The foregoing principles may be applied to the formation of a thin sheet of material by stripping the coating from the coated object in a well-known manner. For example, in FIG. 3 the flat object might represent one run of an endless belt so that the surface a thereof moves past the particle discharge. Subsequently, the coating may be peeled from the surface 1804 by a knife-edge (not illustrated) to form a continuous sheet of the coating material.
I claim: 1. In an electrogasdynamic system for applying a coating to an article, the combination of:
means for forming a suspension of coating particles in a gaseous stream; electrode means for subjecting the coating particles to an electrical discharge to impart an electrical charge to the particles; and flow channel means defining for the charged particles a flow path having a substantially non-conducting boundary which has an axial length between the electrode means and an outlet that is greater than the maximum width thereof, at an axial location of greatest charge concentration, by a factor of at least 2.5. 2. Apparatus according to claim 1, further comprising: source means of at least one monomer gas; and means for introducing the monomer gas into the gaseous stream to be subjected to the electrical discharge. 3. Apparatus according to claim I, further comprising: means for applying heat to the suspended particles prior to deposition thereof on the article and sufi'rcient to condition the particles for fusion upon contact with the article. 4. Apparatus according to claim 1, further comprising: gas supply means for moving the gaseous stream and the charged particles through the flow channel means, and; the flow channel means opening into a zone less restricted in cross section than the flow channel means to establish a space charge field by the emission of charged particles therein, and; the means for moving the gaseous stream and the charged particles being operative to force the particles against an axial charge repelling field resultant from the space charge field and into the space charge field to significantly increase the potential on the particles.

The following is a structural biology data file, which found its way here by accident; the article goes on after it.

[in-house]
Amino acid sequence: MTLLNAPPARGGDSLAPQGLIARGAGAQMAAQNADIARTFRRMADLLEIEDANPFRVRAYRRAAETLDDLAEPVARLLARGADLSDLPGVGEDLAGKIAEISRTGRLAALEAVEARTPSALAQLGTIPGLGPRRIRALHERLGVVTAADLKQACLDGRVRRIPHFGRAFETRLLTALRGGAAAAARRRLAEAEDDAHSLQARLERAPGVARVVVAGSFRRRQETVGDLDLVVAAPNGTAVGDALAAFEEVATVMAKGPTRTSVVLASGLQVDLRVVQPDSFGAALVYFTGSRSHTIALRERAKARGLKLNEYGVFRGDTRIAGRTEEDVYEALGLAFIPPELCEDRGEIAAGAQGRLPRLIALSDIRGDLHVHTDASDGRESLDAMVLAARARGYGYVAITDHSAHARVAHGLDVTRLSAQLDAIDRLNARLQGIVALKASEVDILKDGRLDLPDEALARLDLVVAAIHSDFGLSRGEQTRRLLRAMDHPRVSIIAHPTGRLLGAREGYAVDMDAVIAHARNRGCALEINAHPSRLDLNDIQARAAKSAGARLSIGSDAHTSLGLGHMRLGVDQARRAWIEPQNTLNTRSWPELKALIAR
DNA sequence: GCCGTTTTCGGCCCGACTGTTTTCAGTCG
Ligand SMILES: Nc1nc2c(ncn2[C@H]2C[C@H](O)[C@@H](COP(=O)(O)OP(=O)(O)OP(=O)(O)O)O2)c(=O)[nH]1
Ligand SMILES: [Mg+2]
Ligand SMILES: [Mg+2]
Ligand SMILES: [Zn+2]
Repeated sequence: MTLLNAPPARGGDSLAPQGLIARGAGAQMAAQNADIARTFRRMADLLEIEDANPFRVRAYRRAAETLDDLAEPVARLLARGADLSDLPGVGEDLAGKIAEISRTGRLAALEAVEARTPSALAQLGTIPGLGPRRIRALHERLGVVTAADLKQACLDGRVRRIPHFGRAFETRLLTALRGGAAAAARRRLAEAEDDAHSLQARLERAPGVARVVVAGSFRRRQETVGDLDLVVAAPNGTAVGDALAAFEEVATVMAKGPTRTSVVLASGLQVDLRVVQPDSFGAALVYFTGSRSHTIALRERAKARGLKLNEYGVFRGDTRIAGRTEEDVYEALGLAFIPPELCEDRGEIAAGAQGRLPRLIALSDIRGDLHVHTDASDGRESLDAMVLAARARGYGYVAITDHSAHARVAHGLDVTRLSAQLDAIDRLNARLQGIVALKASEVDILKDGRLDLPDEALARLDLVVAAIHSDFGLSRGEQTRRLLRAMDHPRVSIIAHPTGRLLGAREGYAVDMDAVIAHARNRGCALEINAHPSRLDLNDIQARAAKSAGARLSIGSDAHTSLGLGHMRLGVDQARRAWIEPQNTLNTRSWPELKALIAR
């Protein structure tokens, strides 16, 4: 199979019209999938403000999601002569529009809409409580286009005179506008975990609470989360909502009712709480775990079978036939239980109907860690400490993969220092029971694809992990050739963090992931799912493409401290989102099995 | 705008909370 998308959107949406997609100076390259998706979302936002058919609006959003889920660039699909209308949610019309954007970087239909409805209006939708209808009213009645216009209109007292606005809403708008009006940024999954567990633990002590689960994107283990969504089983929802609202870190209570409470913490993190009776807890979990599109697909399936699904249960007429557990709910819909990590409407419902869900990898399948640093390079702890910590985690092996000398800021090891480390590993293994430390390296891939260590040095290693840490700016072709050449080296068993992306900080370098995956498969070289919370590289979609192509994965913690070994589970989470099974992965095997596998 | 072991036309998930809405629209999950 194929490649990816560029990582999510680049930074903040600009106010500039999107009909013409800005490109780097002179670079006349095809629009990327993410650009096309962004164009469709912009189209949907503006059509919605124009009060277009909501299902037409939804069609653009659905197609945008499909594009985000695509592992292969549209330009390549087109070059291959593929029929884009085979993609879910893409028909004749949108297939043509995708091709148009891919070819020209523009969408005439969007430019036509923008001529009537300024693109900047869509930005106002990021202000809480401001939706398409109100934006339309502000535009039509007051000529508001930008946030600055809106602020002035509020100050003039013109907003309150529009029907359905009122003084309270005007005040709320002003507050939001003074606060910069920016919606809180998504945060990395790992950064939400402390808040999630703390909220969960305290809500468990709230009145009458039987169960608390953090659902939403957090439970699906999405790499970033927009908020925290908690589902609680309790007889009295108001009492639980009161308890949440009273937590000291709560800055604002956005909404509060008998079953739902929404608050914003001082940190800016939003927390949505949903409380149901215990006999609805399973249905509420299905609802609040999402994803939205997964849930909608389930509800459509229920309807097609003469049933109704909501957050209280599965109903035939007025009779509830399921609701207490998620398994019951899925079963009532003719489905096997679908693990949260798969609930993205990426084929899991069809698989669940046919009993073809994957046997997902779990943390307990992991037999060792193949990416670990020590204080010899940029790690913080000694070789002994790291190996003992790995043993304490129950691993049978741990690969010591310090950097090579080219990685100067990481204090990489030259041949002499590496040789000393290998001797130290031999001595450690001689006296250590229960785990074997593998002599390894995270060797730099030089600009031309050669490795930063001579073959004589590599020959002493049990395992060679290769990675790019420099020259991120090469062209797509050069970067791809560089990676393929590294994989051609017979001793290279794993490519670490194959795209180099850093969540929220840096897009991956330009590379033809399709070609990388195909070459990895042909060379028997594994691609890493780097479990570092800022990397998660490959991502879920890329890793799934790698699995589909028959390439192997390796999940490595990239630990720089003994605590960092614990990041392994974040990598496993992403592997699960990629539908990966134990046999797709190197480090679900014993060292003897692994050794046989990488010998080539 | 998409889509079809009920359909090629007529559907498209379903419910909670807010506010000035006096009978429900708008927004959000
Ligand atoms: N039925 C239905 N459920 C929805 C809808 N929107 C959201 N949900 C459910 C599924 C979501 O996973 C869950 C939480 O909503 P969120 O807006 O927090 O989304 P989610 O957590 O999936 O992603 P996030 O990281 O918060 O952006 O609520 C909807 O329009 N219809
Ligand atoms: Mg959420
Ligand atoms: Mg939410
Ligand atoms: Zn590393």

t 0' II I l
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|U.S. Classification||361/227, 96/27|
|International Classification||B05B5/025, B05B5/03, B05B5/08|
|Cooperative Classification||B05B5/032, B05B5/08|
|European Classification||B05B5/03A, B05B5/08|
|Oct 23, 1981||AS||Assignment|
Owner name: MALIN, JOEL; 110 EAST 59TH ST., NEW YORK, 10022
Free format text: AS COLLATORAL SECURITY, ASSIGNOR ASSIGNS THE ENTIRE INTEREST UNDER SAID PATENT RIGHTS.;ASSIGNOR:ENERGY INNOVATIONS, INC.;REEL/FRAME:003921/0922
Effective date: 19801031